Churches of IsraelJerusalem

Dominus Flevit Church

Dominus Flevit: As he [Jesus Christ] approached Jerusalem and saw the city, he wept over it” [because] “the days will come upon you when your enemies will… dash you to the ground.” (Luke 19:41)


Daily, 8am to noon, 2:30pm to 5pm
Dress modestly (knees and shoulders covered)

Dominus Flevit Church


On the upper western slope of the Mount of Olives in Jerusalem site Dominus Flevit Church, a small simple Franciscan chapel. Dominus Flevit means “the cry of the Lord.” The Dominus Flevit Church commemorates the occasion when Jesus Christ weeping over the inevitable fate of Jerusalem which was destroyed in 70 BCE by the Romans.

Like many structures in the Jerusalem area, the Dominus Flevit Church was designed by Antonio Barluzzi. He designed the church to resemble tear drops to remind visitors of the tears shed by Jesus Christ. There is a mosaic and cross designed in tiles on the floor and a gorgeous stained glass window, through which there is a beautiful view of the Temple Mount in the distance.

Though the Dominus Flevit Church is one of the newest churches in Jerusalem it sits on an ancient site. Numerous artifacts from the Canaanite period were found as well as tombs dating back to the Byzantine and the Second Temple eras.


The site of Jesus Christ weeping was not recognized until the Crusader period. Over a few years, pilgrims built a small chapel there. Jerusalem was conquered in 1187, and the original Dominus Flevit Church fell into disrepair. Then a mosque was built on the site during the 16th century. This mosque was called el Mansouriyeh or the Triumphant.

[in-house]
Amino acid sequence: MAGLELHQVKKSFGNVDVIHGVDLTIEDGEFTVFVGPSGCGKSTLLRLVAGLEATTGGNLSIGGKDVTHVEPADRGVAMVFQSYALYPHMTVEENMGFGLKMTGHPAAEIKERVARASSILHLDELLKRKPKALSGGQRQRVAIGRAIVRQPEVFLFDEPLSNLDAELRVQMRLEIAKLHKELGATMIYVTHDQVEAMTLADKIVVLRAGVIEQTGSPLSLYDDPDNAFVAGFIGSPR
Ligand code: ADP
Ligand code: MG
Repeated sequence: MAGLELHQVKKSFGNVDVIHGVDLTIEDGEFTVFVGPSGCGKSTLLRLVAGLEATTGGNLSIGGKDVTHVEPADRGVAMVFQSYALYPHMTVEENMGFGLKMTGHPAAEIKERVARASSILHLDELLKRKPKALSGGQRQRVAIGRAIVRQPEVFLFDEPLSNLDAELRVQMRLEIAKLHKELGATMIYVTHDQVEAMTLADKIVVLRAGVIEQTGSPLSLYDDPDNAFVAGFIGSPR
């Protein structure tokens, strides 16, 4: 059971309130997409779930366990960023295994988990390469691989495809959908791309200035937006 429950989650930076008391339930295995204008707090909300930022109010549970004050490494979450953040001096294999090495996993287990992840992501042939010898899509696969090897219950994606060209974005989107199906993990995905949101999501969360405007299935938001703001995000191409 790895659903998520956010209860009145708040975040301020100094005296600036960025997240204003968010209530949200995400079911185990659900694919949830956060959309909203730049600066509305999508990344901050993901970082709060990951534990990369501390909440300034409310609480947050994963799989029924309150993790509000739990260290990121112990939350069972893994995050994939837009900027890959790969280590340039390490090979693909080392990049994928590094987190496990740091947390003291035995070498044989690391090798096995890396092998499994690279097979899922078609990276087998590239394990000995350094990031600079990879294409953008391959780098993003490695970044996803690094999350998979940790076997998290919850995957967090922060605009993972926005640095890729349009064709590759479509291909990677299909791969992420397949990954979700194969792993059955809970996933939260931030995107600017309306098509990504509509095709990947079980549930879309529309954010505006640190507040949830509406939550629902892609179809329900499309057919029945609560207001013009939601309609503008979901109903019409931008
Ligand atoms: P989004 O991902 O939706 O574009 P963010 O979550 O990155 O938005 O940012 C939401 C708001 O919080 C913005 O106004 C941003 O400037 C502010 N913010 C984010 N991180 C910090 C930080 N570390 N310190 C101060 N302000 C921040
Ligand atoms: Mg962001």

The Christians were not able to obtain the ruins of the original Dominus Flevit Church for quite some time. They worked around this by purchasing a plot of land nearby. The Franciscan order then built a small chapel on the parcel of land in 1891. Additionally, a private home was built in front of the Franciscan chapel in 1913. The home went to the Sisters of Saint Joseph, though they eventually sold it to a Portuguese woman. During the construction of the boundary wall of this private home, the workers found the remains of ancient tombs. The site was then thoroughly excavated from 1953 to 1955. The current Dominus Flevit Church was then built.

Dominus Flevit Church


Among the exciting artifacts found were a tomb from the bronze era and a necropolis dating back between 136 BC and 300 AD. A necropolis was a building used to encase tombs. This particular necropolis spanned two different periods, as suggested by the two very different tomb styles. The Second Temple era tombs ere in the Koki style, and the Byzantine period tombs had an arcosolium from the 4th century.


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